5 Acne Myths You’ve Gotta Stop Believing, According to Dr. Pimple Popper

Dermatologist Sandra Lee, MD, has literally made a name for herself popping pimples. Dr. Lee, better known as Dr. Pimple Popper, has built her brand on excavation videos both for her YouTube channel and her TV show on TLC, as well as an extensive skin-care line called SLMD Skincare.

It's fair to say that no one knows more about breakouts than Dr. Lee, so we asked the pimple-popping pro about the most common skin-care misconceptions when it comes to treating acne. Ahead, Dr. Lee is breaking down the five acne myths you've gotta stop believing.

Myth: Having Acne Means Your Skin is “Dirty”
Getty | AleksandarNakic

Myth: Having Acne Means Your Skin is “Dirty”

Good news: your late-night slice of pizza probably isn't going to cause acne — that is, unless you rub it all over your face, says Dr. Lee.

The truth is that having acne doesn't mean your skin is dirty, on the inside or out. While there's a tendency to think that acne is the result of not washing your face or sheets enough or eating too much oily food, Dr. Lee says acne isn't your fault. "The truth really is that it has to do with hormones and genetics," she said.

When your hormones are raging — as they usually are in your teenager years — your skin produces more oil. So, naturally, you're going to break out, says Dr. Lee. The same holds true for adult women, who tend to break out during ovulation or in the days leading up to their menstrual cycle. Likewise, pregnancy can affect your skin. "Either it can make your acne worse or it can make it better, just depending on the hormone level," Dr. Lee said.

Myth: Toothpaste Can Heal a Blemish
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Myth: Toothpaste Can Heal a Blemish

This myth has stood the test of time, but Dr. Lee says it's not ideal — and may not even work in most cases depending on the ingredients of the toothpaste. While it's true that toothpaste might help dry out your pimple, it can also leave you with dry, irritated, flaky, and peeling red skin. "I'd much rather people spot treat with a salicylic acid or benzoyl peroxide treatment," she said.

Myth: You Can Prevent Pimples by Extracting Blackheads at Home
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Myth: You Can Prevent Pimples by Extracting Blackheads at Home

It can be tempting to pop the whitehead growing on your chin, especially if you've been watching too many YouTube videos, but it's best to leave it to the pros like Dr. Pimple Popper.

"It's like this beautiful dance, like you're kind of watching something that looks so beautiful, and it looks so nimble . . . but it's a whole other thing to actually do it yourself," Dr. Lee said. Just like that DIY project that looked a whole lot easier online, extracting blackheads is harder than it looks.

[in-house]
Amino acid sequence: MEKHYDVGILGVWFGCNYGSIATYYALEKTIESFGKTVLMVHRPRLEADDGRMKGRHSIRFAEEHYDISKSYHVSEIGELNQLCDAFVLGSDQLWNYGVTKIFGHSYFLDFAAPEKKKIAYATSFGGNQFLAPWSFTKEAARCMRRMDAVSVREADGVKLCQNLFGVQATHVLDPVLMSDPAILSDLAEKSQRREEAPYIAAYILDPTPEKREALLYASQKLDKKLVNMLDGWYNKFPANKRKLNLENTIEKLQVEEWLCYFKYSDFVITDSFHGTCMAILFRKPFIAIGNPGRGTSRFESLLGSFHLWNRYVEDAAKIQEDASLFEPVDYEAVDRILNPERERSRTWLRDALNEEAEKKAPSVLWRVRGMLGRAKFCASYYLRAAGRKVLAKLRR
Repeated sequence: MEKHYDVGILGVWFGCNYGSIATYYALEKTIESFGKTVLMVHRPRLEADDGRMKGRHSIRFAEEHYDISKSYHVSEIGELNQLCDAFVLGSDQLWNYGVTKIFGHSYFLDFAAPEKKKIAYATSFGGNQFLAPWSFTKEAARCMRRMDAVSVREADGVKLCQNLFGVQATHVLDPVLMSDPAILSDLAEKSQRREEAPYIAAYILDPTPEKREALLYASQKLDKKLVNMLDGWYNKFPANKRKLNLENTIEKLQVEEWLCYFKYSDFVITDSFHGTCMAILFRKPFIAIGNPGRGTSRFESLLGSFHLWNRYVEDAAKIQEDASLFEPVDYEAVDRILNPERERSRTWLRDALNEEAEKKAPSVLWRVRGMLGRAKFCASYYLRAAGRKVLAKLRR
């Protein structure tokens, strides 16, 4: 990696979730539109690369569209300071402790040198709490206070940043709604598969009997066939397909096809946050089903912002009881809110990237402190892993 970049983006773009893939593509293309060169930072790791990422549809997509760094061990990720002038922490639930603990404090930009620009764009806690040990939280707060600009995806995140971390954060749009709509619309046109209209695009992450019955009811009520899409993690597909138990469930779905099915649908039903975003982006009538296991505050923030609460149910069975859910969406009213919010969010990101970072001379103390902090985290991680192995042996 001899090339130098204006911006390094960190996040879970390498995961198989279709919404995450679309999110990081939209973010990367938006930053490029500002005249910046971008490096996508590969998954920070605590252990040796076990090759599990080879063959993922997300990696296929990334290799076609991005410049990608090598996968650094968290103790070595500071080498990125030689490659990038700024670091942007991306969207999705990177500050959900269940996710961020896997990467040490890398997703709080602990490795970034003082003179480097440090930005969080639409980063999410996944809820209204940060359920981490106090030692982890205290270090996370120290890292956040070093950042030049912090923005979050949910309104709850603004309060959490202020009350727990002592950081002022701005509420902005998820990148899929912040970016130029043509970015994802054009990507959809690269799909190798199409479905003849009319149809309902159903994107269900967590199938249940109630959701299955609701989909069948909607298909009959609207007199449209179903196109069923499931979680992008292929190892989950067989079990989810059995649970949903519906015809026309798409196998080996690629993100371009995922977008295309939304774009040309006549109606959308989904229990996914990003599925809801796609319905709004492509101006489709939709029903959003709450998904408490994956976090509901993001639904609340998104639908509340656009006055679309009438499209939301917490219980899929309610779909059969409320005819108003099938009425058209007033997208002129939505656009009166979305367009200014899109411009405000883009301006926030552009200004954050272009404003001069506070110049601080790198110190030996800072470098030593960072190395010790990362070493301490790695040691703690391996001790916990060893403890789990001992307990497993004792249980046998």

Instead, Dr. Lee suggests using Bioré The Original Deep Cleansing Pore Strips ($6) weekly for at-home extractions that won't traumatize your skin. "[Bioré strips] can really help to extract blackheads — in a satisfying way, too," she said. Plus, it's safer than picking and pulling at your skin with instruments you probably shouldn't be using at home.

Myth: Washing Your Face More Prevents Breakouts
POPSUGAR Photography | Mark Popovich

Myth: Washing Your Face More Prevents Breakouts

Truth: "One thing that my patients make a mistake at is probably cleaning their face too much," Dr. Lee said. Overwashing your skin can actually cause more harm than help."

Don't overanalyze your skin issues. "There are answers out there, and they're over-the-counter answers, and there are things that can help you with your face," Dr. Lee said. "The basic is to know that it's not your fault and don't overdo it."

Myth: You Can “Shrink” Your Pores
POPSUGAR Photography | Diggy Lloyd

Myth: You Can “Shrink” Your Pores

Truth: "You cannot permanently change your pore size," Dr. Lee said. But, "you can minimize the appearance of them. If you have something that's always plugging your pores, it can continually dilate [them] a little bit more, keeping them a little bit larger," Dr. Lee explained. Also, "as we get older our skin loses its elasticity, so your pores are going to naturally dilate."

And be wary of products and services that claim they can reduce the size of your pores. "There's so many companies out there or lasers that like to say they can shrink your pores, and that's simply not true," Dr. Lee said. "I think the best kind of measure is try to be proactive about it: try to help prevent them from dilating too much or enlarging too much."